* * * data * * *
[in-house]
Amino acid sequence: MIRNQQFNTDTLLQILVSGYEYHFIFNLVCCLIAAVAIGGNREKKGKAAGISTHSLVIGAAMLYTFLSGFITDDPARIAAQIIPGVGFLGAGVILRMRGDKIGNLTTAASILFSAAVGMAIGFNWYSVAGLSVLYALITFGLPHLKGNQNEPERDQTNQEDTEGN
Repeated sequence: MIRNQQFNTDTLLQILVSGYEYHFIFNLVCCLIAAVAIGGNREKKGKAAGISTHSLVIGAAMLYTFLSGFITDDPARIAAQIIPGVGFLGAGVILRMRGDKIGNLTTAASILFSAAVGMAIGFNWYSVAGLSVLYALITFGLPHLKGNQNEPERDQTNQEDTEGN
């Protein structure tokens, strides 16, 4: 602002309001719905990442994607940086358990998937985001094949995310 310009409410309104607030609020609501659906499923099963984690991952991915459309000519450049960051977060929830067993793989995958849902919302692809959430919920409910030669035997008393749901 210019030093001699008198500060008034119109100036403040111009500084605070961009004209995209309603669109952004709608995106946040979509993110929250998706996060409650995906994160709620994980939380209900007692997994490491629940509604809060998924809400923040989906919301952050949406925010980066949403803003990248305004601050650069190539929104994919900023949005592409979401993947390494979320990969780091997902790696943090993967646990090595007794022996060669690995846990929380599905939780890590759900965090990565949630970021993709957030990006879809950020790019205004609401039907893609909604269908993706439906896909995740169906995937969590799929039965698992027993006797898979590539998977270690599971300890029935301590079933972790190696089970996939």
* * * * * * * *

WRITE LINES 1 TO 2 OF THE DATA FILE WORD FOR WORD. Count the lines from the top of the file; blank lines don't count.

[in-house]
Amino acid sequence: MIRNQQFNTDTLLQILVSGYEYHFIFNLVCCLIAAVAIGGNREKKGKAAGISTHSLVIGAAMLYTFLSGFITDDPARIAAQIIPGVGFLGAGVILRMRGDKIGNLTTAASILFSAAVGMAIGFNWYSVAGLSVLYALITFGLPHLKGNQNEPERDQTNQEDTEGN